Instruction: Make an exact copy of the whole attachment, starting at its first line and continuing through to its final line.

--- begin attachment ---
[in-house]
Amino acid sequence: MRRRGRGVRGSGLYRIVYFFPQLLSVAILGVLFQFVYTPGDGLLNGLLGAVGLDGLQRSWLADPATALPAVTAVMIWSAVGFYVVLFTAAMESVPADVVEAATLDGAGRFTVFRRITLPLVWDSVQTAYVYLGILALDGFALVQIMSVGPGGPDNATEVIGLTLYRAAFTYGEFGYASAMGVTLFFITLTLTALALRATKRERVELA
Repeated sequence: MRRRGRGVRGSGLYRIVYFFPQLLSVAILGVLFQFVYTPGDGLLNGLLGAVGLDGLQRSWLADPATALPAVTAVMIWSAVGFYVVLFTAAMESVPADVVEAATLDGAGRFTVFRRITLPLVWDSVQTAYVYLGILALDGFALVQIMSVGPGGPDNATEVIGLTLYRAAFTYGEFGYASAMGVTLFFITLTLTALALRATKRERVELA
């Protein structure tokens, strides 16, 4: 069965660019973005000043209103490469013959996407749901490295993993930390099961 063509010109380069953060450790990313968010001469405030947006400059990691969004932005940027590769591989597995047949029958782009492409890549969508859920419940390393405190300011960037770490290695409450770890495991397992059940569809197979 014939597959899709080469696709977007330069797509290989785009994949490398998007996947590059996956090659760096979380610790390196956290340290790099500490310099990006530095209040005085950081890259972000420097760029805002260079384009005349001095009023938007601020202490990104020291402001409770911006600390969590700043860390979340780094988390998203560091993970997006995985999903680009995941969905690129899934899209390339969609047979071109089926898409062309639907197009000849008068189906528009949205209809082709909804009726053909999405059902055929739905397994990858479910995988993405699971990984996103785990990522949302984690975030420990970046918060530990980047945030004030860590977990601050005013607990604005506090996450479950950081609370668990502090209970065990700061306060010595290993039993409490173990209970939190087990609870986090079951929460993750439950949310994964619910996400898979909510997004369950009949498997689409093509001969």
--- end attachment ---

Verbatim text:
[in-house]
Amino acid sequence: MRRRGRGVRGSGLYRIVYFFPQLLSVAILGVLFQFVYTPGDGLLNGLLGAVGLDGLQRSWLADPATALPAVTAVMIWSAVGFYVVLFTAAMESVPADVVEAATLDGAGRFTVFRRITLPLVWDSVQTAYVYLGILALDGFALVQIMSVGPGGPDNATEVIGLTLYRAAFTYGEFGYASAMGVTLFFITLTLTALALRATKRERVELA
Repeated sequence: MRRRGRGVRGSGLYRIVYFFPQLLSVAILGVLFQFVYTPGDGLLNGLLGAVGLDGLQRSWLADPATALPAVTAVMIWSAVGFYVVLFTAAMESVPADVVEAATLDGAGRFTVFRRITLPLVWDSVQTAYVYLGILALDGFALVQIMSVGPGGPDNATEVIGLTLYRAAFTYGEFGYASAMGVTLFFITLTLTALALRATKRERVELA
């Protein structure tokens, strides 16, 4: 069965660019973005000043209103490469013959996407749901490295993993930390099961 063509010109380069953060450790990313968010001469405030947006400059990691969004932005940027590769591989597995047949029958782009492409890549969508859920419940390393405190300011960037770490290695409450770890495991397992059940569809197979 014939597959899709080469696709977007330069797509290989785009994949490398998007996947590059996956090659760096979380610790390196956290340290790099500490310099990006530095209040005085950081890259972000420097760029805002260079384009005349001095009023938007601020202490990104020291402001409770911006600390969590700043860390979340780094988390998203560091993970997006995985999903680009995941969905690129899934899209390339969609047979071109089926898409062309639907197009000849008068189906528009949205209809082709909804009726053909999405059902055929739905397994990858479910995988993405699971990984996103785990990522949302984690975030420990970046918060530990980047945030004030860590977990601050005013607990604005506090996450479950950081609370668990502090209970065990700061306060010595290993039993409490173990209970939190087990609870986090079951929460993750439950949310994964619910996400898979909510997004369950009949498997689409093509001969």